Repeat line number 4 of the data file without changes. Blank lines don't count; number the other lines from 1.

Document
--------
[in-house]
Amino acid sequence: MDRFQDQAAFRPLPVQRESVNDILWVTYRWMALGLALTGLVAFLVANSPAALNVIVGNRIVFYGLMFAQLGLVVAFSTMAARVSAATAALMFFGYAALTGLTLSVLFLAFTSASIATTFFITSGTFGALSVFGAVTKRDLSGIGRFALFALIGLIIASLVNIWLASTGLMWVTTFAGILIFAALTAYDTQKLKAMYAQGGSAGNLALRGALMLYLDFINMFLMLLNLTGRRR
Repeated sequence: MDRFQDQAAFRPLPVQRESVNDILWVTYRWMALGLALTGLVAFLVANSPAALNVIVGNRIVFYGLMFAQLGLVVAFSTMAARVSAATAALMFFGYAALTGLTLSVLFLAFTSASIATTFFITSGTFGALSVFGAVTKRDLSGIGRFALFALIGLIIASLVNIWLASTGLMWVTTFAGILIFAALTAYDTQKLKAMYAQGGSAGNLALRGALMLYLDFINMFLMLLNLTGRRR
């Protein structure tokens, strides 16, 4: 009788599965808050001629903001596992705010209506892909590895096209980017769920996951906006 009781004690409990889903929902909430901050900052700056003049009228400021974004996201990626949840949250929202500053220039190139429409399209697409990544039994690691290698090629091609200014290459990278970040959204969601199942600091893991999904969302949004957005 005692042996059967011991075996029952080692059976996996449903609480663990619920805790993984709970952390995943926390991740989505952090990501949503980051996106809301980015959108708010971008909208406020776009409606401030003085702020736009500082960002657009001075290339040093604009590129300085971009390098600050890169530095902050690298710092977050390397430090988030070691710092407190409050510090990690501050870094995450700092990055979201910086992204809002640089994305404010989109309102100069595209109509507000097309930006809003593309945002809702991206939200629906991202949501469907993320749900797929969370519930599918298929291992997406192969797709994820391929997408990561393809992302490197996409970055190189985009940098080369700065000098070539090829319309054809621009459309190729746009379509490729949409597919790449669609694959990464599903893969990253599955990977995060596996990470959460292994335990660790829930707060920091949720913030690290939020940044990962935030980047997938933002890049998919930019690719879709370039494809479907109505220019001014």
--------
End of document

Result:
């Protein structure tokens, strides 16, 4: 009788599965808050001629903001596992705010209506892909590895096209980017769920996951906006 009781004690409990889903929902909430901050900052700056003049009228400021974004996201990626949840949250929202500053220039190139429409399209697409990544039994690691290698090629091609200014290459990278970040959204969601199942600091893991999904969302949004957005 005692042996059967011991075996029952080692059976996996449903609480663990619920805790993984709970952390995943926390991740989505952090990501949503980051996106809301980015959108708010971008909208406020776009409606401030003085702020736009500082960002657009001075290339040093604009590129300085971009390098600050890169530095902050690298710092977050390397430090988030070691710092407190409050510090990690501050870094995450700092990055979201910086992204809002640089994305404010989109309102100069595209109509507000097309930006809003593309945002809702991206939200629906991202949501469907993320749900797929969370519930599918298929291992997406192969797709994820391929997408990561393809992302490197996409970055190189985009940098080369700065000098070539090829319309054809621009459309190729746009379509490729949409597919790449669609694959990464599903893969990253599955990977995060596996990470959460292994335990660790829930707060920091949720913030690290939020940044990962935030980047997938933002890049998919930019690719879709370039494809479907109505220019001014």